After graduating from the Staatsgymnasium in Znaim (Znojmo), Josef Hupka returned to Vienna to study law. In 1897, the year of his doctorate, he converted from Judaism to Protestantism. After studying Romance philology in Leipzig, he habilitated in 1901 in Roman law at the Law and Political Science Faculty of the University of Vienna. A year later he also received habilitation for commercial and exchange law. After becoming an extraordinary professor in 1906, he was made an ordinary professor of commercial and exchange law nine years later. In 1910 he married Hermine Brüll (born 1888), daughter of the composer Ignaz Brüll, and had two children, Robert (born 1919) and Marie (born 1924). Hupka was a prominent art collector and patron of the arts and possessed etchings and drawings by Ferdinand Schmutzer, Franz Hofer and Moritz von Schwind. He was a member of the Dublettenkommission (duplicate commission), set up to oversee the sale of duplicates by the Albertina in the 1920s. He was also a friend of the Albertina director Josef Meder (1857–1934). In 1926/27 he became dean of his faculty and made no attempt to hide his liberal views: in 1930, for example, he advocated the abolition of laws making homosexuality between adult men a criminal offence. He was also instrumental in the abolition of the antisemitic Gleispach regulations of rector Wenzel Gleispach, which effectively limited the enrolment of Jewish students. In the sensational trial in Innsbruck of the Latvian photographer Philipp Halsmann, who was convicted of murdering his father, Hupka, along with the likes of Sigmund Freud, Albert Einstein and Jakob Wassermann, called for his pardon, which was granted in 1930 by Federal President Wilhelm Miklas. This had also been advocated by the Österreichische Liga für Menschenrechte (Austrian Human Rights League), to whose board Hupka had been elected in 1934. The annexation of Austria to the Nazi German Reich brought this activity and his university career to an abrupt end. In April 1938, Hupka, who had already been exposed to antisemitic attacks by German Nationalist students following his election, was suspended and subsequently forced into early retirement. His remuneration was stopped in March 1939. A few months later – his children were already in safety in Britain – Josef and Hermine Hupka fled via Zurich, where they were refused asylum, to Amsterdam. Their attempts to escape to Britain, South America or the USA came to nothing. After hiding in Bilthoven near Utrecht, they attempted in November 1942 to escape over the border to Belgium, but were unsuccessful. In spring 1944 they were arrested and taken to the Westerbork transit camp. From there they were deported in early April to Theresienstadt ghetto, where Josef Hupka perished on 23 April 1944. Hermine Hupka was deported to Auschwitz in October 1944 and murdered directly on arrival.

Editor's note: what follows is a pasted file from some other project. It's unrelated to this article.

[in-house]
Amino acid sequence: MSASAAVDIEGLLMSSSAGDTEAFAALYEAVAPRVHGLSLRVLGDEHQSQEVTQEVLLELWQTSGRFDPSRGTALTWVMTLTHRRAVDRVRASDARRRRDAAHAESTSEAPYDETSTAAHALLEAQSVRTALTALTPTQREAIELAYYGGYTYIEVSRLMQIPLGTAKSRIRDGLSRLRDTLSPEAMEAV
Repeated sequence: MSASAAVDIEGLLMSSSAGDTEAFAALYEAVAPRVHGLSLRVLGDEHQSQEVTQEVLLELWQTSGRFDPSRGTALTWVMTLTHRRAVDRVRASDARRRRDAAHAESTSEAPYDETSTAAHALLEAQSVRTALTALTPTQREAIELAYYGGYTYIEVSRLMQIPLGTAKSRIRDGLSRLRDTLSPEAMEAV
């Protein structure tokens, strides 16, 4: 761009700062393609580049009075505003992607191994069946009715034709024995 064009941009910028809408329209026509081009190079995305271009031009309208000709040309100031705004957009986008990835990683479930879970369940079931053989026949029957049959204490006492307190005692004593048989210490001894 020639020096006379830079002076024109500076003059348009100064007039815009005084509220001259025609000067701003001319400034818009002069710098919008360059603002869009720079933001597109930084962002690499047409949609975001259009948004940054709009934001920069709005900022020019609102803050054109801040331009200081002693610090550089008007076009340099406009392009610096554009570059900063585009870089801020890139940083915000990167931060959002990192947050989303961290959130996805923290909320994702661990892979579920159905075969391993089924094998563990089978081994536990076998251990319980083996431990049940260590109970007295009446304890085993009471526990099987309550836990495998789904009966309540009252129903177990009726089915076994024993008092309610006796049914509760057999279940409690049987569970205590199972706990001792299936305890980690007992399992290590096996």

"The Marriage of Figaro", a portfolio with thirty pen drawings by Moritz von Schwind from Josef Hupka's collection, which was banned from export and sale and which after the annexation the Albertina was interested in, was forcibly sold in March 1939 to the Wiener Städtische Sammlungen. The Vienna Restitution Commission decided on 7 September 2004 that the sheets should be returned to Hupka's legal successors.